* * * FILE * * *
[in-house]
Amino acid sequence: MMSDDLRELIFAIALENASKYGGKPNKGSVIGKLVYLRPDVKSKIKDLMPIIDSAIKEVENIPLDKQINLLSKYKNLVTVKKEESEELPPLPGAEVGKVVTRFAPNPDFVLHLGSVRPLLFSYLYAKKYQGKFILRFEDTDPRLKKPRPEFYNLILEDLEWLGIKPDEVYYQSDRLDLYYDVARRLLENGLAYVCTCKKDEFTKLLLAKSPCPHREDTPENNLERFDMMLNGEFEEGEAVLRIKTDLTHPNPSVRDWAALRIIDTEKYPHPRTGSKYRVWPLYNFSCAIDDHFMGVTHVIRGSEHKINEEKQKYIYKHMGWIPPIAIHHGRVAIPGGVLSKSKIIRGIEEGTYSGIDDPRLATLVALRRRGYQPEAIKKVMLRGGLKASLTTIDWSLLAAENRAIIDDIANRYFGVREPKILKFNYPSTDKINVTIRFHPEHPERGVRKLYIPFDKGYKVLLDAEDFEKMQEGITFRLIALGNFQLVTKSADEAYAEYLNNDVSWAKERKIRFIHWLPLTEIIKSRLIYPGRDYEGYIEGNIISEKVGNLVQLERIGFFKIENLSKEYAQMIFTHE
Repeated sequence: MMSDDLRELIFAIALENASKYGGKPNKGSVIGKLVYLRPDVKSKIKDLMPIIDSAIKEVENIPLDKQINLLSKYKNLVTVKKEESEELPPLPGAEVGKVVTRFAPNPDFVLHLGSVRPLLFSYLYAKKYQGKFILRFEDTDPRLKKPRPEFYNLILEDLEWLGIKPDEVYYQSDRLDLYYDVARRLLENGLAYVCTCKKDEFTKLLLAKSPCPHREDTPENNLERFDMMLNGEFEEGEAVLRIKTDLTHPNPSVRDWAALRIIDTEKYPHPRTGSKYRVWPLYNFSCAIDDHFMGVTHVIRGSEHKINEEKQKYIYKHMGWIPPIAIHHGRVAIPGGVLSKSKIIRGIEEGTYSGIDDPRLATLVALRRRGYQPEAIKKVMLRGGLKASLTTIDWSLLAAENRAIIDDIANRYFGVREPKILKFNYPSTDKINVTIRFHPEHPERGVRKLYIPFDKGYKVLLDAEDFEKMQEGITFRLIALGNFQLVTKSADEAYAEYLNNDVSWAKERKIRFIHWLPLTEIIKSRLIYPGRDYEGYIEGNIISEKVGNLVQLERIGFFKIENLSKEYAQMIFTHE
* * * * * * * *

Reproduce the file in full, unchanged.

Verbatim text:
[in-house]
Amino acid sequence: MMSDDLRELIFAIALENASKYGGKPNKGSVIGKLVYLRPDVKSKIKDLMPIIDSAIKEVENIPLDKQINLLSKYKNLVTVKKEESEELPPLPGAEVGKVVTRFAPNPDFVLHLGSVRPLLFSYLYAKKYQGKFILRFEDTDPRLKKPRPEFYNLILEDLEWLGIKPDEVYYQSDRLDLYYDVARRLLENGLAYVCTCKKDEFTKLLLAKSPCPHREDTPENNLERFDMMLNGEFEEGEAVLRIKTDLTHPNPSVRDWAALRIIDTEKYPHPRTGSKYRVWPLYNFSCAIDDHFMGVTHVIRGSEHKINEEKQKYIYKHMGWIPPIAIHHGRVAIPGGVLSKSKIIRGIEEGTYSGIDDPRLATLVALRRRGYQPEAIKKVMLRGGLKASLTTIDWSLLAAENRAIIDDIANRYFGVREPKILKFNYPSTDKINVTIRFHPEHPERGVRKLYIPFDKGYKVLLDAEDFEKMQEGITFRLIALGNFQLVTKSADEAYAEYLNNDVSWAKERKIRFIHWLPLTEIIKSRLIYPGRDYEGYIEGNIISEKVGNLVQLERIGFFKIENLSKEYAQMIFTHE
Repeated sequence: MMSDDLRELIFAIALENASKYGGKPNKGSVIGKLVYLRPDVKSKIKDLMPIIDSAIKEVENIPLDKQINLLSKYKNLVTVKKEESEELPPLPGAEVGKVVTRFAPNPDFVLHLGSVRPLLFSYLYAKKYQGKFILRFEDTDPRLKKPRPEFYNLILEDLEWLGIKPDEVYYQSDRLDLYYDVARRLLENGLAYVCTCKKDEFTKLLLAKSPCPHREDTPENNLERFDMMLNGEFEEGEAVLRIKTDLTHPNPSVRDWAALRIIDTEKYPHPRTGSKYRVWPLYNFSCAIDDHFMGVTHVIRGSEHKINEEKQKYIYKHMGWIPPIAIHHGRVAIPGGVLSKSKIIRGIEEGTYSGIDDPRLATLVALRRRGYQPEAIKKVMLRGGLKASLTTIDWSLLAAENRAIIDDIANRYFGVREPKILKFNYPSTDKINVTIRFHPEHPERGVRKLYIPFDKGYKVLLDAEDFEKMQEGITFRLIALGNFQLVTKSADEAYAEYLNNDVSWAKERKIRFIHWLPLTEIIKSRLIYPGRDYEGYIEGNIISEKVGNLVQLERIGFFKIENLSKEYAQMIFTHE